Air Quality Standards
The U.S. National Ambient Air Quality Standards (NAAQS) are limits for six pollutants that cause smog, acid rain, and other health hazards. They’re set by the EPA and applicable to every county in every state throughout the country.
Ozone is odorless and colorless gas made up of three oxygen atoms. It is the same chemical structure whether in the upper atmosphere of the earth or at ground level. At ground-level, however, it is unnaturally formed and can be damaging to people, animals and plants. Groundlevel ozone is also the standard most challenging for the Tulsa region to meet.
Unhealthy ozone concentrations aren’t directly emitted in the air, but occur when emissions mix. In strong sunlight and heat, the oxides of nitrogen (NOx) and volatile organic compounds (VOCs) emissions from sources like vehicle exhaust, industrial emissions, gasoline vapors, chemical solvents and even natural sources, undergo a chemical reaction – and ozone is formed. Ozone’s chemical bond is fairly unstable, needing the heat and sunlight to ‘force’ the bond. High concentrations generally can’t occur on windy, cool and overcast days. And evening and overnight hours of post-sundown lets the unstable ozone break apart and dissipate. This is why ground-level ozone is mainly a summertime problem.
The national primary and secondary ambient air quality standard for ozone is 0.070 ppm. These standards are met when the average of the annual fourth-highest daily maximum 8-hour average ozone concentration is less than or equal to 0.070 ppm using the most recent 3 years of collected data at any one ozone monitoring site. The primary standards are designed to protect public health, including the health of sensitive populations such as asthmatics, children and the elderly. The secondary standards are designed to protect public welfare, including protection against decreased visibility, damage to animals, crops, vegetation and buildings.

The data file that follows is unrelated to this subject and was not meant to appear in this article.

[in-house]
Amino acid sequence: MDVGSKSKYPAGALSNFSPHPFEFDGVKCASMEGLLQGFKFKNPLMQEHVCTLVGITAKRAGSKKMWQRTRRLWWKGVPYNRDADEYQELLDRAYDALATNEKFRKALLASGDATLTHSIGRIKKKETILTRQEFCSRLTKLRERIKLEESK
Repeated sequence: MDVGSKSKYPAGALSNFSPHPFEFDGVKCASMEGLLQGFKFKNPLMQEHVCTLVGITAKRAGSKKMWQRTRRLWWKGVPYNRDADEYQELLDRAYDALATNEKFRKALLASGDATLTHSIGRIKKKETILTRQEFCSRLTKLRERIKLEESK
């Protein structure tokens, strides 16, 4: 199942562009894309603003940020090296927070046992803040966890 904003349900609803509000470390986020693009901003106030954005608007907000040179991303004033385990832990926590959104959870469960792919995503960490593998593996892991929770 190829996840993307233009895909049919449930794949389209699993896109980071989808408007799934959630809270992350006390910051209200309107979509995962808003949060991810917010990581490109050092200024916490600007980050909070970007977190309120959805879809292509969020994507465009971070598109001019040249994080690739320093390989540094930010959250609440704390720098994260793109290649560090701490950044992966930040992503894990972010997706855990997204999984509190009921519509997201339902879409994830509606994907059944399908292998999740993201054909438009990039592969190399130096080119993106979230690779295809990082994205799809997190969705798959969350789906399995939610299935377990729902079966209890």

Particulate Matter (PM2.5)
Particle pollution (also known as “particulate matter”) consists of a mixture of solids and liquid droplets. Some particles are emitted directly; others form when pollutants emitted by various sources react in the atmosphere. Particle pollution levels can be very unhealthy and even hazardous during events such as forest fires. Particle levels can be elevated indoors, especially when outdoor particle levels are high.
Particles come in a wide range of sizes. Those less than 10 micrometers in diameter (smaller than the width of a single human hair) are so small that they can get into the lungs, where they can cause serious health problems.
- Fine particles. The smallest particles (those 2.5 micrometers or less in diameter) are called “fine” particles. These particles are about 3% the diameter of a human hair, so small they can be detected only with an electron microscope. Major sources of fine particles include motor vehicles, power plants, residential wood burning, forest fires, agricultural burning, some industrial processes, and other combustion processes.